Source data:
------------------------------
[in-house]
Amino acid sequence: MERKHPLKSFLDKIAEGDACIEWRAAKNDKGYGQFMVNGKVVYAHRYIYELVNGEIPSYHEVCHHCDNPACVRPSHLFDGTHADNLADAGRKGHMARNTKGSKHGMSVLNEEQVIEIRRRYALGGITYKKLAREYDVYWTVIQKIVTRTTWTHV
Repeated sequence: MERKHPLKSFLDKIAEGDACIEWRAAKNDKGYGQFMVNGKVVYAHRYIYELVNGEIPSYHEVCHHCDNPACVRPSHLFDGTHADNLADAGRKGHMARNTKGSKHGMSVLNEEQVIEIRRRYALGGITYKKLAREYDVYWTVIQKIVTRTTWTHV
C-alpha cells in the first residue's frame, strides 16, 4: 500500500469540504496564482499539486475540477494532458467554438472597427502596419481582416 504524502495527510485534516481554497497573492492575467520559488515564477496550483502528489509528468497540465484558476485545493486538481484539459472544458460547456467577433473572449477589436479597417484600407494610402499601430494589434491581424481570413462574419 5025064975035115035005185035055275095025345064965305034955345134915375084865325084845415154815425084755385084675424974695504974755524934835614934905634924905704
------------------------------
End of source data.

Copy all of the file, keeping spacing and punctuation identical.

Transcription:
[in-house]
Amino acid sequence: MERKHPLKSFLDKIAEGDACIEWRAAKNDKGYGQFMVNGKVVYAHRYIYELVNGEIPSYHEVCHHCDNPACVRPSHLFDGTHADNLADAGRKGHMARNTKGSKHGMSVLNEEQVIEIRRRYALGGITYKKLAREYDVYWTVIQKIVTRTTWTHV
Repeated sequence: MERKHPLKSFLDKIAEGDACIEWRAAKNDKGYGQFMVNGKVVYAHRYIYELVNGEIPSYHEVCHHCDNPACVRPSHLFDGTHADNLADAGRKGHMARNTKGSKHGMSVLNEEQVIEIRRRYALGGITYKKLAREYDVYWTVIQKIVTRTTWTHV
C-alpha cells in the first residue's frame, strides 16, 4: 500500500469540504496564482499539486475540477494532458467554438472597427502596419481582416 504524502495527510485534516481554497497573492492575467520559488515564477496550483502528489509528468497540465484558476485545493486538481484539459472544458460547456467577433473572449477589436479597417484600407494610402499601430494589434491581424481570413462574419 5025064975035115035005185035055275095025345064965305034955345134915375084865325084845415154815425084755385084675424974695504974755524934835614934905634924905704